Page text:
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Adan v. Official Business Government

United States District Court, M.D. Georgia, Macon Division

November 21, 2014

SALEEBAN ADAN, [1] Plaintiff,


MARC T. TREADWELL, District Judge.

Plaintiff Saleeban Adan, an inmate confined at Georgia State Prison in Reidsville, Georgia, filed a pro se civil rights complaint in this Court seeking relief under 42 U.S.C. §1983. Plaintiff also seeks leave to proceed in forma pauperis in this action. Such leave is GRANTED, but only for the purpose of this Order, as the Court has conducted a preliminary review of Plaintiff's Complaint and finds it to be frivolous. See 28 U.S.C. §1915A(b)(1).

This does not mean that the filing fee is waived. Plaintiff must still eventually pay the full amount of the $350.00 filing fee using the payment plan described in 28 U.S.C. §1915(b). The filing fee is not refundable, regardless of the outcome of Plaintiff's case, and Plaintiff is responsible for paying the entire filing fee even if his lawsuit is dismissed prior to service. The undersigned must now conduct a preliminary screening of the complaint because Plaintiff is a prisoner who "seeks redress from a governmental entity or [an] officer or employee of a governmental entity." 28 U.S.C. §1915A(a).


When conducting preliminary screening under 28 U.S.C. §1915A, the Court must accept all factual allegations in the complaint as true. Boxer X v. Harris, 437 F.3d 1107, 1110 (11th Cir. 2006). Pro se pleadings, like the one in this case, are "held to a less stringent standard than pleadings drafted by attorneys and will, therefore, be liberally construed." Id. (internal quotation marks omitted). Still, the Court must dismiss a prisoner complaint if it "(1) is frivolous, malicious, or fails to state a claim upon which relief may be granted; or (2) seeks monetary relief from a defendant who is immune from such relief." 28 U.S.C. §1915A(b).

A claim is frivolous if it "lacks an arguable basis either in law or in fact." Miller v. Donald, 541 F.3d 1091, 1100 (11th Cir. 2008). The Court may dismiss claims that are based on "indisputably meritless legal" theories and "claims whose factual contentions are clearly baseless." Id. (internal quotation marks omitted). A complaint fails to state a claim if it does not include "sufficient factual matter, accepted as true, to state a claim to relief that is plausible on its face.'" Ashcroft v. Iqbal, 556 U.S. 662, 678 (2009) (quoting Bell Atl. Corp. v. Twombly, 550 U.S. 544, 570 (2007)). The factual allegations in a complaint "must be enough to raise a right to relief above the speculative level" and cannot "merely create[] a suspicion [of] a legally cognizable right of action." Twombly, 550 U.S. at 555 (second alteration in original). In other words, the complaint must allege enough facts "to raise a reasonable expectation that discovery will reveal evidence" supporting a claim. Id. at 556. "Threadbare recitals of the elements of a cause of action, supported by mere conclusory statements, do not suffice." Iqbal, 556 U.S. at 678.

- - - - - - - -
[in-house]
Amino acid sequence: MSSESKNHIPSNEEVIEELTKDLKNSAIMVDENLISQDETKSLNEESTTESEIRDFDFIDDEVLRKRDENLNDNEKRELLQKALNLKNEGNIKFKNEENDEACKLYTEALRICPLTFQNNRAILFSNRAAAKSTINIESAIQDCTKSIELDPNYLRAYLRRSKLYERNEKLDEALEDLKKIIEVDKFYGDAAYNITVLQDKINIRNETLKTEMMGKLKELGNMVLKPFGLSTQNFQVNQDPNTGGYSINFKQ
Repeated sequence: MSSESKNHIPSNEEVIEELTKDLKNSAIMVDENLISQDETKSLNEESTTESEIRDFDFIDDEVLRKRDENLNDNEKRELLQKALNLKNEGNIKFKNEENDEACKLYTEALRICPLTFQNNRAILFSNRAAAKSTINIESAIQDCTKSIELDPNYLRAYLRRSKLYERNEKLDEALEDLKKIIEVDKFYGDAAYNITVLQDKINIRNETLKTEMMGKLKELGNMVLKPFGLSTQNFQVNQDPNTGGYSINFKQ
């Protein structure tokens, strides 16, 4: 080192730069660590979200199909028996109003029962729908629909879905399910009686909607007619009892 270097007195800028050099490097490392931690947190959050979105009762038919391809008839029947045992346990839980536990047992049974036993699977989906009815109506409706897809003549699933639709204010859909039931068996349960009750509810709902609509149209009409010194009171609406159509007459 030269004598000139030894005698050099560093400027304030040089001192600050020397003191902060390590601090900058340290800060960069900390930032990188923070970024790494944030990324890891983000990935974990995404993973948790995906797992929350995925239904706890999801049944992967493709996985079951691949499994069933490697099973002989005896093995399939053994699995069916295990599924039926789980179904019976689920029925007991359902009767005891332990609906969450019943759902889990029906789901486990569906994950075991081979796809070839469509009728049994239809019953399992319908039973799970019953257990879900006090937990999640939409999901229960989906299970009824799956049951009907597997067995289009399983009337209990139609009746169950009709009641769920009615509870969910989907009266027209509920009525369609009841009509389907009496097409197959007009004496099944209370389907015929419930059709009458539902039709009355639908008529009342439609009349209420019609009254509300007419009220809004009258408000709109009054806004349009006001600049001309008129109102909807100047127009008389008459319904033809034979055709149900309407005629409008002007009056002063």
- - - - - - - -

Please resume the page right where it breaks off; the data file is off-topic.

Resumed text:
In this case, Plaintiff sues "Official Business Government", Georgia Diagnostic and Classification Prison, and the Prison Special Management Unit and CERT Team Officers. Compl. ¶ III(B), ECF No. 1. In his complaint and supplemental complaint, Plaintiff merely alleges that the Defendants took his "cases, " shoes, and radio. Compl. ¶ D; Suppl. Compl. p.1, ECF Nos. 1, 13.


To state a § 1983 claim, Plaintiff must allege that a Defendant "acting under color of state law committed an act that deprived [Plaintiff] of some right, privilege, or immunity secured by the Constitution or laws of the United States." Hale v. Tallapoosa Cnty., 50 F.3d 1579, 1582 (11th Cir. 1985); accord 42 U.S.C. § 1983. In this case, Plaintiff's allegations did not identify any specific defendant who allegedly took his property, nor did he provide a sufficient description of the defendants. A plaintiff may sue an unknown defendant only when he sufficiently identifies the defendant to allow service of process. Moulds v. Bullard, 345 F.Appx. 387, 390 (11th Cir. 2009); Dean v. Barber, 951 F.2d 1210, 1215-16 (11th Cir. 1992). Thus, Plaintiff's complaint is "insufficient to identify the defendant[s] among the many guards employed" at Georgia State Prison. Richardson v. Johnson, 598 F.3d 734, 738 (11th Cir. 2010) (per curiam). For that reason alone, Plaintiff's claims must fail. However, even if Plaintiff had named a specific defendant, his claims would still fail because Georgia provides an adequate post-deprivation remedy for the loss of his property: a civil cause of action for conversion. See O.C.G.A. §§ 51-10-1 through 51-10-6; see also Moore v. McLaughlin, 569 F.Appx. 656 (11th Cir. 2014), (finding that plaintiff could not bring a due process claim because he did not allege that he had attempted to pursue a civil action based on the incident (or that such an action was denied/unavailable)). As such, Plaintiff's allegations fail to state a claim upon which relief may be granted.


Having conducted a preliminary review of Plaintiff's complaint as required by 29 U.S.C. § 1915, the Court finds that Plaintiff's complaint and all claims for damages against the Defendants should be DISMISSED. For purposes of the "three strikes" provision of the Prison Litigation Reform Act, the Court determines that its decision in this case is a strike against Plaintiff.[2] See 28 U.S.C. § 1915(g) (Counting as strikes any action or appeal in federal court "that was ...

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